1928 Hoover No election Hoover Hoover Hoover Hoover Hoover Hoover
1932 Hoover No election Roosevelt Roosevelt Roosevelt Hoover Roosevelt Roosevelt
1936 Roosevelt No election Roosevelt Roosevelt Roosevelt Roosevelt Roosevelt Roosevelt
1940 Roosevelt No election Roosevelt Roosevelt Roosevelt Roosevelt Roosevelt Roosevelt
1944 Roosevelt No election Roosevelt Roosevelt Roosevelt Roosevelt Roosevelt Roosevelt
1948 Dewey No election Dewey Dewey Dewey Dewey Truman Truman
1952 Eisenhower No election Eisenhower Eisenhower Eisenhower Eisenhower Eisenhower Stevenson
1956 Eisenhower No election Eisenhower Eisenhower Eisenhower Eisenhower Eisenhower Eisenhower
1960 Kennedy No election Kennedy Kennedy Kennedy Kennedy Nixon Kennedy
1964 Johnson Johnson Johnson Johnson Johnson Johnson Johnson Johnson
1968 Nixon Humphrey Humphrey Nixon Humphrey Humphrey Nixon Humphrey
1972 Nixon McGovern Nixon Nixon Nixon Nixon Nixon Nixon
1976 Carter Carter Carter Ford Carter Carter Ford Carter
1980 Reagan Carter Carter Reagan Reagan Reagan Reagan Carter
1984 Reagan Mondale Reagan Reagan Reagan Reagan Reagan Reagan
1988 Bush Dukakis Bush Bush Dukakis Bush Bush Dukakis
1992 Clinton Clinton Clinton Clinton Clinton Clinton Bush Clinton
1996 Clinton Clinton Clinton Clinton Clinton Clinton Dole Clinton
2000 Gore Gore Gore Gore Gore Gore Bush Bush
2004 Kerry Kerry Kerry Kerry Kerry Kerry Bush Bush
2008 Obama Obama Obama Obama Obama Obama Obama McCain
2012 Obama Obama Obama Obama Obama Obama Obama Romney
2016 Clinton Clinton Clinton Clinton Clinton Trump Clinton Trump
2020 Biden Biden Biden Biden Biden Biden Biden Trump
Year Delaware District of Columbia Maryland New Jersey New York Pennsylvania Virginia West Virginia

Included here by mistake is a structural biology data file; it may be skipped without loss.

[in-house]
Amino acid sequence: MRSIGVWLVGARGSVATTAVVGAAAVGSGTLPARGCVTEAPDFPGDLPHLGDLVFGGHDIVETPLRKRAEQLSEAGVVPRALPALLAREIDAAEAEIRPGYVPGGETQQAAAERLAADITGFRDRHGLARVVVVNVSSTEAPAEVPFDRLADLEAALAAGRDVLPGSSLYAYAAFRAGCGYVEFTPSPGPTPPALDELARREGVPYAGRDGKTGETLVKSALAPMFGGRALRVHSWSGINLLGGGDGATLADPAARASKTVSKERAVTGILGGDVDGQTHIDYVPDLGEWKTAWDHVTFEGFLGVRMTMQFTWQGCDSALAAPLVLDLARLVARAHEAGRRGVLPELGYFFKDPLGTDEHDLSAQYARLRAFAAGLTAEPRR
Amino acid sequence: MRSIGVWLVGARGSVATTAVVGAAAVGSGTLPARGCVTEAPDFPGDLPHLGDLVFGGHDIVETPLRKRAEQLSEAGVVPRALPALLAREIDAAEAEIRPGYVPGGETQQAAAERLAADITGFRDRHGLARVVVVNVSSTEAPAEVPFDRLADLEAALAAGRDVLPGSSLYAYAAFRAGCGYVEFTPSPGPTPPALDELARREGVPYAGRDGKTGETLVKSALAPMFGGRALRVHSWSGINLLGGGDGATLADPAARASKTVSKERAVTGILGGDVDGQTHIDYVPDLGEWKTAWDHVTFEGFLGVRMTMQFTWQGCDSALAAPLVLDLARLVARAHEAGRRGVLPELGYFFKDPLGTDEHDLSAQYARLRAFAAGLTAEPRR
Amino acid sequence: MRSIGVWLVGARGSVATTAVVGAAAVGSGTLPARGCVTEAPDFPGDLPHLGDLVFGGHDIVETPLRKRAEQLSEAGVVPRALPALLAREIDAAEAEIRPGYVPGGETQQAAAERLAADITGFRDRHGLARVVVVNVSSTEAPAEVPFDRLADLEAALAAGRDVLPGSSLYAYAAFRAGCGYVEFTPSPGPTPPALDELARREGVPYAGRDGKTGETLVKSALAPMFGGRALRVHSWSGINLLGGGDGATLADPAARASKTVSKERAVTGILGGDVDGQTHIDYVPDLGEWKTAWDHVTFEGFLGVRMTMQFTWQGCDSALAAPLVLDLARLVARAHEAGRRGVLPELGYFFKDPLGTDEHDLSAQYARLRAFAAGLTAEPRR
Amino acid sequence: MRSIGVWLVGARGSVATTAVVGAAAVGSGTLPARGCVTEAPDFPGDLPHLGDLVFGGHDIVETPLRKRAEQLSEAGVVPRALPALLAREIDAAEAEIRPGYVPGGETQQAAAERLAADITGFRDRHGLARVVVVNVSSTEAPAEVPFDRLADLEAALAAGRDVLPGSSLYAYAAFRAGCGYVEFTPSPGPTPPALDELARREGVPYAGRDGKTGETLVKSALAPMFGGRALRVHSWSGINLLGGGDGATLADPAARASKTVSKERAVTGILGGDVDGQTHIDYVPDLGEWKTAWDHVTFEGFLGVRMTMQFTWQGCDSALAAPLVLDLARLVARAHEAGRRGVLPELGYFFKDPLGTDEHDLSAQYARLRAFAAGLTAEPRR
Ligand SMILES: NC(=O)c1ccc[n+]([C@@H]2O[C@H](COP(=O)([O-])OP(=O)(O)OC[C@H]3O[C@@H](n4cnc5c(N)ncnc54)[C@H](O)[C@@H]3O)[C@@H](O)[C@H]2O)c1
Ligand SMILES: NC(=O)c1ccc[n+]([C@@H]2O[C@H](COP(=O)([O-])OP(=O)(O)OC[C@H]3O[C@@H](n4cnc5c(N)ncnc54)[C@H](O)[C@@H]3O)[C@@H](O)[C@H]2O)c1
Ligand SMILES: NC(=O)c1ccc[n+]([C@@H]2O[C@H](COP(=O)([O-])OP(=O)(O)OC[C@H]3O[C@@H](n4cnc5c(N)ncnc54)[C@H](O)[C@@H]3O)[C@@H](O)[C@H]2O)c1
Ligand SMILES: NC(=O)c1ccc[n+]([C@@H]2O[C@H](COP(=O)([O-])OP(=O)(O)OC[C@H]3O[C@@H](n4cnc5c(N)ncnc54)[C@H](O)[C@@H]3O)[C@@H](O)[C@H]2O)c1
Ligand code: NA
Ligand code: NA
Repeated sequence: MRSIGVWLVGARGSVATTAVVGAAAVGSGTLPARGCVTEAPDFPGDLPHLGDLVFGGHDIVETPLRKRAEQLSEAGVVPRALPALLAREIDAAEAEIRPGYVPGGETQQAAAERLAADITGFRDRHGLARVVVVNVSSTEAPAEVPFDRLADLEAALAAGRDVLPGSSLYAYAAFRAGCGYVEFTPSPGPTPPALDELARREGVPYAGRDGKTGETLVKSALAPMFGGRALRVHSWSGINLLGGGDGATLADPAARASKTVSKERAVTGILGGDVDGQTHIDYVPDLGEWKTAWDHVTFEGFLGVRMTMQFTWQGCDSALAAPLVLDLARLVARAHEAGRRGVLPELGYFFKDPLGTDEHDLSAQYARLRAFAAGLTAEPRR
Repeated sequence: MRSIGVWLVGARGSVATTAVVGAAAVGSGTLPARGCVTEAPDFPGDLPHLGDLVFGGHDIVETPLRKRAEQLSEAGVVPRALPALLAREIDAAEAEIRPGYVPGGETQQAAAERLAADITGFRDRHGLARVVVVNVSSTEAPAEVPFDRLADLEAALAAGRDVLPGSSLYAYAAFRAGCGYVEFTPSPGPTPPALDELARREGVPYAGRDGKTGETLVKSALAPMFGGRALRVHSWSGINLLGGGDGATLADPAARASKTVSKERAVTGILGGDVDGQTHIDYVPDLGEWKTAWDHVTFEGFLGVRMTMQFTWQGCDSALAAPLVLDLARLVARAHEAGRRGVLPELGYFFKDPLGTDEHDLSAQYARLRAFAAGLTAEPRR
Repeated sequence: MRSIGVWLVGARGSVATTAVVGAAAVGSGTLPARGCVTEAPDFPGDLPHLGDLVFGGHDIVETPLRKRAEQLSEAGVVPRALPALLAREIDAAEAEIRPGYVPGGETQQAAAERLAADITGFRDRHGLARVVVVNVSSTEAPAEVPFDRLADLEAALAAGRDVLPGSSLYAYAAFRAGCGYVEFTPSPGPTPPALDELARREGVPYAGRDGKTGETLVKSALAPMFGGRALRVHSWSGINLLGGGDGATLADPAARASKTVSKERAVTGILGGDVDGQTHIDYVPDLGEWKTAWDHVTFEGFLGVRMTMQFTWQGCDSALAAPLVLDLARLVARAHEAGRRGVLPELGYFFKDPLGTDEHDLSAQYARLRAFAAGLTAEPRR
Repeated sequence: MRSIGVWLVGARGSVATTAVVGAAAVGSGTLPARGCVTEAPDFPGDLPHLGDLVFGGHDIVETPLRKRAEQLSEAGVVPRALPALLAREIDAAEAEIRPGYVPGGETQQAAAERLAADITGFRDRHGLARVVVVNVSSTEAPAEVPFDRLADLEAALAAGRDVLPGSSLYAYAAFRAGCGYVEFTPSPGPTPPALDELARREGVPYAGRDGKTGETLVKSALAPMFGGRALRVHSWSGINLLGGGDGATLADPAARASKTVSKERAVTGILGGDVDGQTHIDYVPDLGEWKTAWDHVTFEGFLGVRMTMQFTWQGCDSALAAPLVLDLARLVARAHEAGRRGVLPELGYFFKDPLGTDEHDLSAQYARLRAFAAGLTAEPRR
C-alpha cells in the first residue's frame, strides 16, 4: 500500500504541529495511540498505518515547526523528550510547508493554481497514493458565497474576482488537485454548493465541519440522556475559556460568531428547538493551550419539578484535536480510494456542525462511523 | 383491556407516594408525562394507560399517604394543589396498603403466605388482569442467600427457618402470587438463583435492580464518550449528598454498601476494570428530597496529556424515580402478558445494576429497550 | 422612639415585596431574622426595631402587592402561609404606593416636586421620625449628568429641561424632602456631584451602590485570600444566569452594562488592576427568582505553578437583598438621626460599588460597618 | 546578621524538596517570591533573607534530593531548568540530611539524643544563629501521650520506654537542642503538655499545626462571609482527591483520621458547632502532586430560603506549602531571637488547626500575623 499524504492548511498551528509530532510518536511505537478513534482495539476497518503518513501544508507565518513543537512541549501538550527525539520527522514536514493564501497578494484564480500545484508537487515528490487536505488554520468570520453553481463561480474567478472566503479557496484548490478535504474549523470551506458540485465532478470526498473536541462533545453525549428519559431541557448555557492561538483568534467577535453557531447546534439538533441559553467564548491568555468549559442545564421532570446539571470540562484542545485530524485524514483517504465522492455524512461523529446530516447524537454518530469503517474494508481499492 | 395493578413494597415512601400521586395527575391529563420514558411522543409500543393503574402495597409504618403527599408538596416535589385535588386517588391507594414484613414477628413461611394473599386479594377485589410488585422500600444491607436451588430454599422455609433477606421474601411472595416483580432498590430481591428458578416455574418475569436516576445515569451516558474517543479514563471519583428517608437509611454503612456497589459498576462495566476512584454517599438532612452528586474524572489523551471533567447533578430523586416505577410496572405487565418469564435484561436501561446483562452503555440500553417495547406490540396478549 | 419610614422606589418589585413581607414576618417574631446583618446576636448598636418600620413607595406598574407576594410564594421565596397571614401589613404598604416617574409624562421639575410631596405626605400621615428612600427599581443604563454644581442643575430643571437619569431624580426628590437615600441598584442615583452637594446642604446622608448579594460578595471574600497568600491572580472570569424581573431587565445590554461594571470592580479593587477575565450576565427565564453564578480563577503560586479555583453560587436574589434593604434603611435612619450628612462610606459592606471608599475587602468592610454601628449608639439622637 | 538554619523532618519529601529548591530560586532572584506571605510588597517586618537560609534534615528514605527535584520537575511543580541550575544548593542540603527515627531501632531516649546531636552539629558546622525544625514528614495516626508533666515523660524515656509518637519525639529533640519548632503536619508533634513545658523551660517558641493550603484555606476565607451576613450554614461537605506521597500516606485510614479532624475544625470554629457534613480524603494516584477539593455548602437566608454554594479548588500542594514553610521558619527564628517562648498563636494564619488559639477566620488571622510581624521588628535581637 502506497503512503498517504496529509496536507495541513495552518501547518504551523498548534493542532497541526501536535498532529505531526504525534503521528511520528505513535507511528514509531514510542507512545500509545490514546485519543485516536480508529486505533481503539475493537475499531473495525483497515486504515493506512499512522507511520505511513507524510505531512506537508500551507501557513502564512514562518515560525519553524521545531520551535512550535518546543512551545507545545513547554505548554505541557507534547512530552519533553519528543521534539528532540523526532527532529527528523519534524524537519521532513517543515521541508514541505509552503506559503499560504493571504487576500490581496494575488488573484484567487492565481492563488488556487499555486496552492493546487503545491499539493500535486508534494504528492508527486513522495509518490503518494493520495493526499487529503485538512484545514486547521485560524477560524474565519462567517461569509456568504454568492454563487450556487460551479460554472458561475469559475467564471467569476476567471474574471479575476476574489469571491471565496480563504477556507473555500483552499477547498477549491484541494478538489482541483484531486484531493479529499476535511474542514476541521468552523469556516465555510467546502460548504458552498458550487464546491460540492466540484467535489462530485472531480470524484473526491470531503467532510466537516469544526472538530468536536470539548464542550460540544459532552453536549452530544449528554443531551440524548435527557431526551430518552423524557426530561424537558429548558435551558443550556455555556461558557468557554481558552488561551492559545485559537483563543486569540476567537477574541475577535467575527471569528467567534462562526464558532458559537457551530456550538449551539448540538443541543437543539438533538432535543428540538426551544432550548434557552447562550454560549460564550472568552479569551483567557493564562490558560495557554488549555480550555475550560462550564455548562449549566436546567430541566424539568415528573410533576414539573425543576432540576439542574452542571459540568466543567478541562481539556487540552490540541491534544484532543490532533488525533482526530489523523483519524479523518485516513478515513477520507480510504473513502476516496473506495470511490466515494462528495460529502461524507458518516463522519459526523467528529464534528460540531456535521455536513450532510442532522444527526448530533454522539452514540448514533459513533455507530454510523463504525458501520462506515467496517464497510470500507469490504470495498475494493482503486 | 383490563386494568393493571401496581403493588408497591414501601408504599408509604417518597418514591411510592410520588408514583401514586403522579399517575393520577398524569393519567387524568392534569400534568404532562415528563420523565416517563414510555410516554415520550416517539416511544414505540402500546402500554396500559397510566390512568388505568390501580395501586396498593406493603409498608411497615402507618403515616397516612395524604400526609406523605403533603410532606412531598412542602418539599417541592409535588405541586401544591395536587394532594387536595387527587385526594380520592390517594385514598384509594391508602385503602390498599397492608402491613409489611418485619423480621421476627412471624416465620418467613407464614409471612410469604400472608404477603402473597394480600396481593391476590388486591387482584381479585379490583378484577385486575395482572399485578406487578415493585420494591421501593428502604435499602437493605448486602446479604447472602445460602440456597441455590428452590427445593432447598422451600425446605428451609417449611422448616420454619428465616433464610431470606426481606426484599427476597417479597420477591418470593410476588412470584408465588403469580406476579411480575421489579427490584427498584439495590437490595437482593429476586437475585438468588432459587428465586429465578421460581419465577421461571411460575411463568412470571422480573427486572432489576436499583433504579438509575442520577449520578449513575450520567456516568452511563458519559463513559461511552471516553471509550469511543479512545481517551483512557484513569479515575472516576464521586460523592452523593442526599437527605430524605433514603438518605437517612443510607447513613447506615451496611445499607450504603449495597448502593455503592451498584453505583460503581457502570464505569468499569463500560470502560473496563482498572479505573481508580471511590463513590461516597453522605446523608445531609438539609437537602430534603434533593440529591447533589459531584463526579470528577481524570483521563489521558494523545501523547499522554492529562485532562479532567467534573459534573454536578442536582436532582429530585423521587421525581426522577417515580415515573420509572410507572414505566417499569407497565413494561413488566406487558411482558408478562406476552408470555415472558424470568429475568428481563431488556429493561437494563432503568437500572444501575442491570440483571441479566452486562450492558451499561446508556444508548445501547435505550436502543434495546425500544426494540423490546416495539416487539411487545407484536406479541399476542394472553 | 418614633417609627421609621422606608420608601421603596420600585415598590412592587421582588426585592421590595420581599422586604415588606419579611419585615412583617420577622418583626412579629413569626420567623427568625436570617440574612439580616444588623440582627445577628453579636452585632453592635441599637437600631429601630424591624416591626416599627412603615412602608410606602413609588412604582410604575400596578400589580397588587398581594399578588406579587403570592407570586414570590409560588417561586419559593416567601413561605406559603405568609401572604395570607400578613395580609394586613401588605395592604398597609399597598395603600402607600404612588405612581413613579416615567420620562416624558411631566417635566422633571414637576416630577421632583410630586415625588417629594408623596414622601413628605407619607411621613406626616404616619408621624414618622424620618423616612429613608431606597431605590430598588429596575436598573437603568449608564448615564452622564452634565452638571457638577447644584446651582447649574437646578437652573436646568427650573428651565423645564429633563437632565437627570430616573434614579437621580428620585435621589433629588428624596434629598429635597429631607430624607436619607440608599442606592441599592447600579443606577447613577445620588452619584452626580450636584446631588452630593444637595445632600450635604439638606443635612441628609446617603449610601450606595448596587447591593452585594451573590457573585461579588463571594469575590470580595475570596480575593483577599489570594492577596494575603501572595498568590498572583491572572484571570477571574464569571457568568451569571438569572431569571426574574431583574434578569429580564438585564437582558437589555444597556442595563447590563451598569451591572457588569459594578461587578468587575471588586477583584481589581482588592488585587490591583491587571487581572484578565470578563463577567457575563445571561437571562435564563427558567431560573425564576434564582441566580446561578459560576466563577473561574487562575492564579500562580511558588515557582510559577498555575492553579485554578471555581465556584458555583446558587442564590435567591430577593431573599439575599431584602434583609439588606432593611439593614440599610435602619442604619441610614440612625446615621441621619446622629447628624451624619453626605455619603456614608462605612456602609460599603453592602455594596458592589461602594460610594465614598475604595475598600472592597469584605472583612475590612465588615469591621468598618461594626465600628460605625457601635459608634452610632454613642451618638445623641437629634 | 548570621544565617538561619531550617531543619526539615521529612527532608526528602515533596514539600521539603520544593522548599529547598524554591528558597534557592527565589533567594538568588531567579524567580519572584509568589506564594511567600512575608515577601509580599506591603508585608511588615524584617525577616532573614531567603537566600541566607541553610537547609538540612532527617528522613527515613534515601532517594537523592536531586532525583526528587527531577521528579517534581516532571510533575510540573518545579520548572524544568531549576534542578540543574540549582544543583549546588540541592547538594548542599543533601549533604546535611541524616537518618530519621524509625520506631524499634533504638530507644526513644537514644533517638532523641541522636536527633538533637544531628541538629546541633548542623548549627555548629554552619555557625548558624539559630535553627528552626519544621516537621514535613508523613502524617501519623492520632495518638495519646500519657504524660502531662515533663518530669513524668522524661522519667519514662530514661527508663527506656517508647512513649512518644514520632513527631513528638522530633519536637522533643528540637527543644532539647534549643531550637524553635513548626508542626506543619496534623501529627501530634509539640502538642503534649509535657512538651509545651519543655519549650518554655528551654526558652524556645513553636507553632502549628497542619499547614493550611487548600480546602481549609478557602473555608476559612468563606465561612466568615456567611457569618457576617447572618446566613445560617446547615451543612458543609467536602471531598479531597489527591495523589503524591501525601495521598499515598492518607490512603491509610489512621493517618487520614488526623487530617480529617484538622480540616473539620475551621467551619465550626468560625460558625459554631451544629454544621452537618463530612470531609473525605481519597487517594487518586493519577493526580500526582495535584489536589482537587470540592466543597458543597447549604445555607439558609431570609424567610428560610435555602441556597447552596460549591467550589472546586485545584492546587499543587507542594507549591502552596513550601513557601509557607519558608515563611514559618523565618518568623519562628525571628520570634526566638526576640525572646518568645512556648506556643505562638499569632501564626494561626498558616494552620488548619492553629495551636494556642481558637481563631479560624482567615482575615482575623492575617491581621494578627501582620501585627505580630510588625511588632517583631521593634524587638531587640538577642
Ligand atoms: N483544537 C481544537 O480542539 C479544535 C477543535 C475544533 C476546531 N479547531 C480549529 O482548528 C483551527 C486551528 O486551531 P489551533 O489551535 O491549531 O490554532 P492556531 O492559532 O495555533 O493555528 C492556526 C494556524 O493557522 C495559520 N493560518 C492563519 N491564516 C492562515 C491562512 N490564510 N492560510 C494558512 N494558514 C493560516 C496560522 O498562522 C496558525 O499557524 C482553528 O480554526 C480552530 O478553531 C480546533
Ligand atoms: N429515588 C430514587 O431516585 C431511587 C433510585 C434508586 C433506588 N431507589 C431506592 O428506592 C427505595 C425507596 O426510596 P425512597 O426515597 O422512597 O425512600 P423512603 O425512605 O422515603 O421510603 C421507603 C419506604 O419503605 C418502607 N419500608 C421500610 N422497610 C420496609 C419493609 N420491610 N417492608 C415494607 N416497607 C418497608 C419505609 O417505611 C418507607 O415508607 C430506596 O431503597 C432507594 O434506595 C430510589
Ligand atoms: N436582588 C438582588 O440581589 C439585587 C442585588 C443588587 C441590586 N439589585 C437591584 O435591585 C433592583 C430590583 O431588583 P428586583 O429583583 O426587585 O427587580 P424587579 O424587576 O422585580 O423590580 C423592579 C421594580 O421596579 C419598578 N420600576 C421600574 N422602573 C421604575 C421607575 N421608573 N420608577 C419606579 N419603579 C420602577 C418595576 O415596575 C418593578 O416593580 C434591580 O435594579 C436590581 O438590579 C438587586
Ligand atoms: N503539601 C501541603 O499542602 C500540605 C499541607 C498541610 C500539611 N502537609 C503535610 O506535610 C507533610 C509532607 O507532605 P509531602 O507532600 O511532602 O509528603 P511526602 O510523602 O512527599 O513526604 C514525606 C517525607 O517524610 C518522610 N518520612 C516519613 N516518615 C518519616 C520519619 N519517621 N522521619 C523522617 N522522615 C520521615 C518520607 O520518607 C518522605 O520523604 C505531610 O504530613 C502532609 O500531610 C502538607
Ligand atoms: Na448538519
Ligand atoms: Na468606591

The Mid-Atlantic is home to 33 professional sports franchises in the five major leagues and the two most prominent women's professional leagues:

New York/New Jersey Giants
Red Bulls
Liberty Gotham FC
Washington Commanders Capitals Nationals Wizards United Mystics Spirit
Philadelphia Eagles Flyers Phillies 76ers Union
Pittsburgh Steelers Penguins Pirates
Baltimore Ravens Orioles
Buffalo Bills Sabres

Notable golf tournaments in the Mid-Atlantic include the Barclays, Quicken Loans National and Atlantic City LPGA Classic.

Two high-level professional tennis tournaments are held in the region. The US Open, held in New York, is one of the four Grand Slam tennis tournaments, whereas the Washington Open is part of the ATP Tour 500 series and WTA 250 series.

Notable motorsports tracks include Watkins Glen International, Dover Motor Speedway and Pocono Raceway, which have hosted Formula One, IndyCar, NASCAR, World Sportscar Championship and IMSA races. Also, the Englishtown and Reading drag strips such have hosted NHRA national events. Pimlico Race Course at Baltimore and Belmont Park at New York host the Preakness Stakes and Belmont Stakes horse races, which are part of the Triple Crown of Thoroughbred Racing.


With a GDP nominal of over $5.2 trillion, the Mid-Atlantic economy would be third-largest in the world if calculated separately, only behind the remaining United States and China and nearly $1 trillion larger than next place Japan. This economic prosperity is buoyed by a significant financial services and banking sector, healthcare and chemicals industry, and telecommunications and entertainment conglomerates.

According to the Global Financial Centres Index,[17] the Mid-Atlantic region is home to the leading financial center in the world (New York) at #1, with Washington also present at #15.

Notable companies (over $100 billion market cap) headquartered in the region include:

Company Headquarters Market cap ($ billions) Global rank
Chase New York, New York $447.91 13
Johnson and Johnson New Brunswick, New Jersey $430.06 15
Mastercard Harrison, New York $364.48 22
Pfizer New York, New York $272.39 29
PepsiCo Harrison, New York $232.01 40
Verizon Communications New York, New York $225.96 45
Comcast-NBC Philadelphia, Pennsylvania $211.42 50
Merck Kenilworth, New Jersey $192.90 60
Danaher Washington, District of Columbia $190.74 61
Morgan Stanley New York, New York $169.08 73
American Express New York, New York $147.98 89
Bristol Myers Squibb New York, New York $147.23 91
Citigroup New York, New York $127.27 105
Goldman Sachs New York, New York $115.43 118
BlackRock New York, New York $114.67 120
International Business Machines North Castle, New York $111.45 124
Estee Lauder New York, New York $108.67 130
Lockheed Martin Bethesda, Maryland $105.24 137

See also